defeating versus enabling conditions - and the character of the human mind

Davidson suggests that we need to supply ourselves with enabling conditions for desire in order to understand how it issues in action. For, he tells us, we can perfectly easily imagine cases in which, whilst yet wanting something, we fail to act so as to satisfy our want. This is supposed to knock Wittgensteinian anti-causalism on the head since what, he asks, with a confidence which makes the question come across as unassailably rhetorical, could take the place of such an enabling condition if not a causal relation?

To which the Wittgensteinian reply (that I'm recalling here from Tanney) is (in my own words) that, leaving aside the in-any-case-rather-too-dialectically-blunt-to-be-philosophically-interesting causalism versus anti-causalism debate, Davidson's argument gets arse-over-tit the logic of the relation between desire and action. For the cases of unsatisfied desire which he imagines are in truth not ones which require us to supply enabling conditions to explain the efficacy of desire. They are rather ones which require us to supply defeating conditions if we are even to make intelligible the suggestion that we do yet genuinely have to do with desire even in the absence of the kinds of action which, in whatever sense we give the term, typically 'flow' from them.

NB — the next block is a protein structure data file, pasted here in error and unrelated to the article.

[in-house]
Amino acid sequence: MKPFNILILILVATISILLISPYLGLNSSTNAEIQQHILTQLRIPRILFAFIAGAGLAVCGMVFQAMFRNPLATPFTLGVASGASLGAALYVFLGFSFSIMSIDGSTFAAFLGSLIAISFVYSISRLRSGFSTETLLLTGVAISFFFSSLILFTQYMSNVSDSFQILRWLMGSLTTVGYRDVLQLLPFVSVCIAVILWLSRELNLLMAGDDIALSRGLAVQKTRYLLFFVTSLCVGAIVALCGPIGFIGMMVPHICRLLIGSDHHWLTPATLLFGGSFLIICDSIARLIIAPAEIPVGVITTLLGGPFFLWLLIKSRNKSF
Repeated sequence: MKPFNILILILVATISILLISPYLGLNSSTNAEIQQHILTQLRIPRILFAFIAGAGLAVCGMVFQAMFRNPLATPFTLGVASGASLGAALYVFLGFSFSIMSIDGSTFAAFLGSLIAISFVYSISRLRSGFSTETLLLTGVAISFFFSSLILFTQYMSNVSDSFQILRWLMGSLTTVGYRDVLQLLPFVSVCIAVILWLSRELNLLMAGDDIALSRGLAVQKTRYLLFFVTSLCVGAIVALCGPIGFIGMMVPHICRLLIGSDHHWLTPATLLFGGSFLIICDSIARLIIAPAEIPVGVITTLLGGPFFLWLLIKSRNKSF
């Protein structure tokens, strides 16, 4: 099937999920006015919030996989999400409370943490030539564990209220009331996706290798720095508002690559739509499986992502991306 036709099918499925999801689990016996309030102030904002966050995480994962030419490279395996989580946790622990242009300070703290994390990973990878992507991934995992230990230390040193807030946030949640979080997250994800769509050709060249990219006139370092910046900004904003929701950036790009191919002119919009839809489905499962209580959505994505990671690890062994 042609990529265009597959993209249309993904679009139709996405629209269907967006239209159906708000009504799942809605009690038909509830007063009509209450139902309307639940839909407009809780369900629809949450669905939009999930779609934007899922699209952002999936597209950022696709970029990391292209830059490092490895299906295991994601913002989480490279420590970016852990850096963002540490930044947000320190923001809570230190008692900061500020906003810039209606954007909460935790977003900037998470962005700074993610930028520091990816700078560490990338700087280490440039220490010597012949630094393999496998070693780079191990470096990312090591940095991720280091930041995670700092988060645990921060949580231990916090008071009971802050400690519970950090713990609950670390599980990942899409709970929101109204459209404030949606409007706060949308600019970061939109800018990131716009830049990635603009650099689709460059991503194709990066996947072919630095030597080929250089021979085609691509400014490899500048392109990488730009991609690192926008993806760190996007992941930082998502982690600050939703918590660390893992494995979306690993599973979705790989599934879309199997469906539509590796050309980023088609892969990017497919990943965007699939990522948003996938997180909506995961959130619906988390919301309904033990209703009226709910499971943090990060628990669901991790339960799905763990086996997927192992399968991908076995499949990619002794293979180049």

Bandy about (or not) however you like terms like 'flow' and 'cause' and 'explain' and 'disposition'; the fact remains that we can all make a clear enough distinction between cases of failure which are, and cases of failure which are not, even intelligible in the absence of defeating conditions. And that when we apply it to the present case, we find - don't we? I know I do - it hard to sustain the appearance of intelligibility for a dogged ascription of a desire if here we meet with an absence of the relevant action despite not being able to locate any relevant defeating conditions. I really wanted an ice-cream and had the money and was in the well-stocked shop - but didn't buy one. Perfectly intelligible, I grant you. But perfectly intelligible even if nothing we could offer (e.g. wish to lose weight, allergy, hatred of the shop-keeper, recent ice-cream poisoning scandal) by way of explanation as to the non-procurement of ice-cream is found acceptable? I think not.